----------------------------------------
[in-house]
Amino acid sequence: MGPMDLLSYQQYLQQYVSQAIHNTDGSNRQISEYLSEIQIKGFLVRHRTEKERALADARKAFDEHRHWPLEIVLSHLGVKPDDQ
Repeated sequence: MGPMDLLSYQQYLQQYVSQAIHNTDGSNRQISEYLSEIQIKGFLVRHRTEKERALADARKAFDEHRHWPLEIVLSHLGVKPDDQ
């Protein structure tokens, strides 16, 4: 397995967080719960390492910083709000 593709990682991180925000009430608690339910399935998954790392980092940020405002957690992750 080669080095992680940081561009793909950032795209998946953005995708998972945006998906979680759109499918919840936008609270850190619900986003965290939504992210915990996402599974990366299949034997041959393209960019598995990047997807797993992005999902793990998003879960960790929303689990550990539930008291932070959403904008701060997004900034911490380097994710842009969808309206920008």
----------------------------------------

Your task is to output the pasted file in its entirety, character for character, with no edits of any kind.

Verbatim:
[in-house]
Amino acid sequence: MGPMDLLSYQQYLQQYVSQAIHNTDGSNRQISEYLSEIQIKGFLVRHRTEKERALADARKAFDEHRHWPLEIVLSHLGVKPDDQ
Repeated sequence: MGPMDLLSYQQYLQQYVSQAIHNTDGSNRQISEYLSEIQIKGFLVRHRTEKERALADARKAFDEHRHWPLEIVLSHLGVKPDDQ
């Protein structure tokens, strides 16, 4: 397995967080719960390492910083709000 593709990682991180925000009430608690339910399935998954790392980092940020405002957690992750 080669080095992680940081561009793909950032795209998946953005995708998972945006998906979680759109499918919840936008609270850190619900986003965290939504992210915990996402599974990366299949034997041959393209960019598995990047997807797993992005999902793990998003879960960790929303689990550990539930008291932070959403904008701060997004900034911490380097994710842009969808309206920008």